What is your educational background?
Currently, I am pursuing a master’s degree (Master of Metallurgy, MMet) in Advanced Metallurgy at the University of Sheffield (UK). I hold a bachelor’s degree in Metallurgy (Engineering) from the University of Birmingham, United Kingdom (UK).I hold a degree in Metallurgy (Engineering) from the University of Birmingham, United Kingdom.
What is your current occupation?
I work as the Metallurgy and Mechanical Engineering Standards Officer at Rwanda Standards Board (RSB), a national standards body (NSB), where I participate in standards development and dissemination for Metallurgy and Mechanical Engineering, for example standardization of steel, aluminum and plastic products. Also, I participate in developing standards related to the mining sector. Standardization work involves participating in standards development such as their harmonization at regional level, for example the East African Community (EAC) and their adoption at the international level such as at the International Organization for Standardization (ISO).
What or who got you into STEM?
I was encouraged by the Rwandan government move to promote science-based courses in secondary schools and universities.
What is the biggest challenge/barrier you have faced as an African in STEM?
At higher education institutions (HEIs) and other related institutions, there are no adequate research facilities related to metallurgy/materials science, and this demotivates anyone who would need to pursue a degree in Metallurgy or Materials Science though there is no institution offering such degrees in Rwanda.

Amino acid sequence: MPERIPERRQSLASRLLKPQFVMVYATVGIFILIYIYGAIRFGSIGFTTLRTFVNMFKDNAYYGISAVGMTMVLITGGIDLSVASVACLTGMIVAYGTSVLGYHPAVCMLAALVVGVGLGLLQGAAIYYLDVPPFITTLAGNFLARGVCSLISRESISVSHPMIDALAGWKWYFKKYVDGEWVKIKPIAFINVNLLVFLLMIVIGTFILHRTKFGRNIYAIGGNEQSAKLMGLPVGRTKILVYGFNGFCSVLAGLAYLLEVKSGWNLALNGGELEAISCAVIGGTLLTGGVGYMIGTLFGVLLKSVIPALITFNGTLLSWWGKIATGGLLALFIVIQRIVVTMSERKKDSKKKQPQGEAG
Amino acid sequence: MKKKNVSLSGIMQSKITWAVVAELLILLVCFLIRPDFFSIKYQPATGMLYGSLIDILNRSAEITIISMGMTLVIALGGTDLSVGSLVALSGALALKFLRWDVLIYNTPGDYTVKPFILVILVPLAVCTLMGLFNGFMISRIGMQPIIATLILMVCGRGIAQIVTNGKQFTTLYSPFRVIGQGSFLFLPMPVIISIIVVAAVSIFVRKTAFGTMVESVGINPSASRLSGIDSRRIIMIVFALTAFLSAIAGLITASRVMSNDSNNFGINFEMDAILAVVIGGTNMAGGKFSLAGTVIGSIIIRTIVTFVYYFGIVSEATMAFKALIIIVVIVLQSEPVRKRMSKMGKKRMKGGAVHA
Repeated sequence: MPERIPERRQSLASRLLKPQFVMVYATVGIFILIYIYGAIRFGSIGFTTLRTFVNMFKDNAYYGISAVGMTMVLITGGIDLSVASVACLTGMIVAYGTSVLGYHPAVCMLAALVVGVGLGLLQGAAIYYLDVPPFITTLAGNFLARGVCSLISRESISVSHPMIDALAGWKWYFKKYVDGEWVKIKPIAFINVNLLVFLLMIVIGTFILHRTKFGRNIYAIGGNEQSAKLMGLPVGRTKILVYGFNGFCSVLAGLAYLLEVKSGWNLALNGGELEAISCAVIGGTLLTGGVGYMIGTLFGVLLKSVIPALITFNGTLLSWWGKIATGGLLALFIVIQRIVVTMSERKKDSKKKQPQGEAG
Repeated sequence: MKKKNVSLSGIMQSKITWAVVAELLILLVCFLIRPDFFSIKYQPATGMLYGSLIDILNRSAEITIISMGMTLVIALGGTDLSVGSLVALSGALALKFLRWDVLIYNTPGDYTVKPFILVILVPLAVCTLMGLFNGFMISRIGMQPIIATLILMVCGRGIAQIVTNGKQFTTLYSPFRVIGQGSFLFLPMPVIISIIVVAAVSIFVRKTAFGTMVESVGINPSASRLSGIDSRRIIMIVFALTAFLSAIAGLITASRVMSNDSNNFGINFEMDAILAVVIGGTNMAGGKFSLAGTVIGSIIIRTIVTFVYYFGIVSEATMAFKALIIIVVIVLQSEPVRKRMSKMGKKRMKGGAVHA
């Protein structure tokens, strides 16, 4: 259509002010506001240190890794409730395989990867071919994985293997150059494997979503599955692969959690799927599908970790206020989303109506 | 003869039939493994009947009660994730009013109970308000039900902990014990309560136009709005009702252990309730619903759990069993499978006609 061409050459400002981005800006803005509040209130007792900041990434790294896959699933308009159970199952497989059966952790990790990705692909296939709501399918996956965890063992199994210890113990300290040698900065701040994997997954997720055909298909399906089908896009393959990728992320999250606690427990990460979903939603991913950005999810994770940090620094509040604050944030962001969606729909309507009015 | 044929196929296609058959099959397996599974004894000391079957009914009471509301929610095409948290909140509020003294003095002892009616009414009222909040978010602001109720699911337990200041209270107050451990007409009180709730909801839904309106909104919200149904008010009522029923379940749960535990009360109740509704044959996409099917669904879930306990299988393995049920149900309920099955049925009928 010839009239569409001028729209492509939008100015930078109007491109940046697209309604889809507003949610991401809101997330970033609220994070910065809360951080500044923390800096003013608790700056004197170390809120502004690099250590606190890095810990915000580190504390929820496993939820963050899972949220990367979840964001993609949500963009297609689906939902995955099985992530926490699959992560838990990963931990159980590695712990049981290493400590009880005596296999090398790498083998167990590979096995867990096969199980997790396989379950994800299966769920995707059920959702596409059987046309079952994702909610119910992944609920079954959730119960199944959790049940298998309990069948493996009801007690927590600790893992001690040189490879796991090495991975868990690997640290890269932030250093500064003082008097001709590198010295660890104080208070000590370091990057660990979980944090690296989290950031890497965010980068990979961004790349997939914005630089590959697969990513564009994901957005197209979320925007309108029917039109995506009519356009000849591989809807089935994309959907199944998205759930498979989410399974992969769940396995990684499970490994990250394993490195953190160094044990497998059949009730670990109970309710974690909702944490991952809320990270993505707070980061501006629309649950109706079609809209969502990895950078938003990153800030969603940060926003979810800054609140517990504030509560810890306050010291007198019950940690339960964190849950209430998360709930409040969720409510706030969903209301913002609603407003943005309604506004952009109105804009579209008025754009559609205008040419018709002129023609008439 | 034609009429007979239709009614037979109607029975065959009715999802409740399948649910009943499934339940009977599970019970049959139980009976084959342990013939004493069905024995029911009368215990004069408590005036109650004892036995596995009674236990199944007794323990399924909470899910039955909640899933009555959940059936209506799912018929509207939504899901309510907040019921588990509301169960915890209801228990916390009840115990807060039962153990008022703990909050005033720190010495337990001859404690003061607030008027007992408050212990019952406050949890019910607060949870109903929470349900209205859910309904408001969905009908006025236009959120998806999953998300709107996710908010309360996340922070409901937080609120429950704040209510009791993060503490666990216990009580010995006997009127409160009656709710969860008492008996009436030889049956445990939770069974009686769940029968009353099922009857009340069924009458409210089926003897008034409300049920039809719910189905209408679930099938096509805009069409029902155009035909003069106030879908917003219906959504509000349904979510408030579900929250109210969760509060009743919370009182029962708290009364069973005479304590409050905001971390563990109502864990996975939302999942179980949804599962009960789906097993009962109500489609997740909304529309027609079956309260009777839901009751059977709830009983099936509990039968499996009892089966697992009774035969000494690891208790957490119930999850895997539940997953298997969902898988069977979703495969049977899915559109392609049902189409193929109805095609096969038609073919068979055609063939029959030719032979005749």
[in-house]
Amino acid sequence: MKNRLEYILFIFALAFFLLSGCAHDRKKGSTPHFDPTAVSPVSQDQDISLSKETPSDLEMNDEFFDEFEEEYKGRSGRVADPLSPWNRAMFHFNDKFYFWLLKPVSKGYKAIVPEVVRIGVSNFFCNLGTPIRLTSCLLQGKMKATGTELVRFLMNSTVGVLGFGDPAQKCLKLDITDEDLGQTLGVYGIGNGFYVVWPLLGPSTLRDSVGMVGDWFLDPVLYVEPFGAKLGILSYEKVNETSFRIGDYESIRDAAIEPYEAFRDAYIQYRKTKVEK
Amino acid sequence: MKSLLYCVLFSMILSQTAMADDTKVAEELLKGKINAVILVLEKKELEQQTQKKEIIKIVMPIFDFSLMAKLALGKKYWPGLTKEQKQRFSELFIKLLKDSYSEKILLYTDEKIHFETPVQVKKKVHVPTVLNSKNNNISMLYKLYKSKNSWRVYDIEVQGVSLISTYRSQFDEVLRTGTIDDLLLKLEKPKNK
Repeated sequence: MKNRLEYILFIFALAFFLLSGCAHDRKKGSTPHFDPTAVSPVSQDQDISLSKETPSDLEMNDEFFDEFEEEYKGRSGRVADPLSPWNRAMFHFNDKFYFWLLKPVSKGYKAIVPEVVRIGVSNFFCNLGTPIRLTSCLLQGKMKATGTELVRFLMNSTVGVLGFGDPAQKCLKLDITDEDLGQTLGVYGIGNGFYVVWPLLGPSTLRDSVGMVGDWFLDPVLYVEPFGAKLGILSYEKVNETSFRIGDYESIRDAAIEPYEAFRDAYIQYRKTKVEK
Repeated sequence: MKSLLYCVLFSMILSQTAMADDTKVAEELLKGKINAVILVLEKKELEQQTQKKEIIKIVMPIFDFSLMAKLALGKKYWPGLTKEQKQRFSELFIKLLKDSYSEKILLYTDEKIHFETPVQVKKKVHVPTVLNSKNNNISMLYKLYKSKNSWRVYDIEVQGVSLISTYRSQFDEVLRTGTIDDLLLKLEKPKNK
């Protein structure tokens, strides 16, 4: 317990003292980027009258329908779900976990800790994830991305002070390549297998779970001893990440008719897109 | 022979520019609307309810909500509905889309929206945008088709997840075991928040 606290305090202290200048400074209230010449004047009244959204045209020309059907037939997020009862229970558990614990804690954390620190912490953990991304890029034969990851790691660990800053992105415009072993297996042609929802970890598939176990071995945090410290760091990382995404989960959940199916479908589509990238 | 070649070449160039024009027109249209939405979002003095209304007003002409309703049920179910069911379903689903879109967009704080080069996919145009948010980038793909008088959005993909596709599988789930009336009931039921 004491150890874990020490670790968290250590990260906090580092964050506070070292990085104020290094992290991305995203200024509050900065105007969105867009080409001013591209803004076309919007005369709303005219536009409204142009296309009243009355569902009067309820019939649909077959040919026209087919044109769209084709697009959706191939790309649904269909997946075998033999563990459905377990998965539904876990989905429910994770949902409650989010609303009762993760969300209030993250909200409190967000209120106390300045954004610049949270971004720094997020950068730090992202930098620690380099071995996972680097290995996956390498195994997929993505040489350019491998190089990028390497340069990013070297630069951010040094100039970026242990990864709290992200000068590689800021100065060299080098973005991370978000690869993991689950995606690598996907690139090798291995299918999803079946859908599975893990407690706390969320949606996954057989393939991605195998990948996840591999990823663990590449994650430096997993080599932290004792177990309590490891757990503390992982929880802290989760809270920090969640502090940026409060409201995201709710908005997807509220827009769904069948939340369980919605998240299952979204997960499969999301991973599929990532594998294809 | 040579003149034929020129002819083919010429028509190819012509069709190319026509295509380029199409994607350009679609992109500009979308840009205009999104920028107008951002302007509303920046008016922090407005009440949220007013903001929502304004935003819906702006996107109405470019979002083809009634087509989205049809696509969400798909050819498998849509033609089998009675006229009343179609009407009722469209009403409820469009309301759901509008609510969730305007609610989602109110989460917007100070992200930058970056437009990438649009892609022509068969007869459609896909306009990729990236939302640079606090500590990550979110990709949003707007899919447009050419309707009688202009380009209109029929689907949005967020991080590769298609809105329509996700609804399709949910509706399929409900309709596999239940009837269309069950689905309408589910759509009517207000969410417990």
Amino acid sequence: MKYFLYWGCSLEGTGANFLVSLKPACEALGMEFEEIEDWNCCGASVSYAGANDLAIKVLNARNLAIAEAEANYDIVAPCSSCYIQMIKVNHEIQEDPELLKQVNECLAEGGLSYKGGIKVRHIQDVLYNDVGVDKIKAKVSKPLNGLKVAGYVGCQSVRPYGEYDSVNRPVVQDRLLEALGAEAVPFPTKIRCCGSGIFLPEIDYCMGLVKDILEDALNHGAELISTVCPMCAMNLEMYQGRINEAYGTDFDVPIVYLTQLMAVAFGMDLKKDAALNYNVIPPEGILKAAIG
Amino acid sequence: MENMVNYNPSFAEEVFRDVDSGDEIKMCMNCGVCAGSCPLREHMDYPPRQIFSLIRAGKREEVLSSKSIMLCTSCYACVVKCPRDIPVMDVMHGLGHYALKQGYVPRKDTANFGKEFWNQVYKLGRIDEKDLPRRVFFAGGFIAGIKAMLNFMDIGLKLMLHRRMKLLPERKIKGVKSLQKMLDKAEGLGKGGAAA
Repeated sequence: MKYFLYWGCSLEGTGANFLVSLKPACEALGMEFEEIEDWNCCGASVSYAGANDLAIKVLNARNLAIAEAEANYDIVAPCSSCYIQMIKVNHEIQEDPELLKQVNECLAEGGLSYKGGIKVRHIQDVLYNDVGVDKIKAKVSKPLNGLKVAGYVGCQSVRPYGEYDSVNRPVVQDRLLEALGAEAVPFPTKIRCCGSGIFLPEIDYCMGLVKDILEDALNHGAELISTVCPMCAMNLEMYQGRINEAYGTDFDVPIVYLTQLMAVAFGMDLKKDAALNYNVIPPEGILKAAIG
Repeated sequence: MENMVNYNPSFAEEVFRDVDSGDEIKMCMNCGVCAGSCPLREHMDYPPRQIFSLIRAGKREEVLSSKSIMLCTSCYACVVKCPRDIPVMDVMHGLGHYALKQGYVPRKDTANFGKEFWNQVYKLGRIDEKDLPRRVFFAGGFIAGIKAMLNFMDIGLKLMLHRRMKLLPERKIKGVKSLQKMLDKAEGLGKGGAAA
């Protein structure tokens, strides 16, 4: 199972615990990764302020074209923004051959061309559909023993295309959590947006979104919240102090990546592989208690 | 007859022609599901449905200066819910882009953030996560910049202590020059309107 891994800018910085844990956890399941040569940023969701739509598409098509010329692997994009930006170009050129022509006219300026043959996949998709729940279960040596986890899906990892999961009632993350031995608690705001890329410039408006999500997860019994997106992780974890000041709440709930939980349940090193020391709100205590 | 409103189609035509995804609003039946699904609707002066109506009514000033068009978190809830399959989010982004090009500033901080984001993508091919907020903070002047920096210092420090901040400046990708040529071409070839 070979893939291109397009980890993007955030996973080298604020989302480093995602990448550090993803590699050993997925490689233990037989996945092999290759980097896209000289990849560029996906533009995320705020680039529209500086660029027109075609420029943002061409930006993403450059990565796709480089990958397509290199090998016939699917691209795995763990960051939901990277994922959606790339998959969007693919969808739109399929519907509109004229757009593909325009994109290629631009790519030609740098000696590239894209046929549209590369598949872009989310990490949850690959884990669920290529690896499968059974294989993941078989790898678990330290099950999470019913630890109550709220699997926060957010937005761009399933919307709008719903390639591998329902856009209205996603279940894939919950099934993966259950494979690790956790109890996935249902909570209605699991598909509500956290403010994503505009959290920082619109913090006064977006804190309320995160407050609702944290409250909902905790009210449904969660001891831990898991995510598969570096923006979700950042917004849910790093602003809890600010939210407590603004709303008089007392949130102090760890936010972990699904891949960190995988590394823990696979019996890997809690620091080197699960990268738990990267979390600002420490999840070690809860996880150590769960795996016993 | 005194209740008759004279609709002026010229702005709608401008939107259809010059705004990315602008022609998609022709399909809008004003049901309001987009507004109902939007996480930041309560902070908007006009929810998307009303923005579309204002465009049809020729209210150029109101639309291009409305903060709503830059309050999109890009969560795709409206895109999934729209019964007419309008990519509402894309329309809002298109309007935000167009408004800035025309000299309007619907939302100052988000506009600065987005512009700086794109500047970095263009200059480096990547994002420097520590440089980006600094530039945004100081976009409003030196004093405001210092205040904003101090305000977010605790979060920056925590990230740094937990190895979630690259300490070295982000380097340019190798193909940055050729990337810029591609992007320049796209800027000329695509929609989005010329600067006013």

How do you think your background/upbringing has been beneficial in your journey/career?
My upbringing helped me to be open-minded and a great networker. Today, networking skills are increasingly becoming very critical and have helped me to transfer the skills I have to my network.
How do you think we can start to change the narrative surrounding African contributions
to global STEM research & careers?
Well, I believe there is a need to update education systems in many African countries especially at university level and start to establish research centers for STEM. This should be steered towards finding solutions to problems facing African communities. Achievements of such institutions should be acknowledged at local, regional and continental levels. Also, collaborations with major international research/educational institutions should be recommended, though I have seen that in Rwanda such collaborations are being done little by little.
What advice would you like to give to young, aspiring Africans in STEM?
STEM is important for the development of any nation. Therefore, I urge young, aspiring Africans to opt for STEM courses. African continent has many resources to be exploited and STEM will play a major role!
Do you have any projects you’re working on that you would like us to highlight?
As part of my master’s degree studies, I am doing a research thesis on the effect of composition on the performance and properties of mould fluxes used in the continuous casting of high-aluminium steel and stainless steel. Currently, the world’s steel production is about 2 million tons every year and 95% of this steel is produced by continuous casting process. Mould fluxes play a key role in ensuring the excellent quality of steel products produced using this process.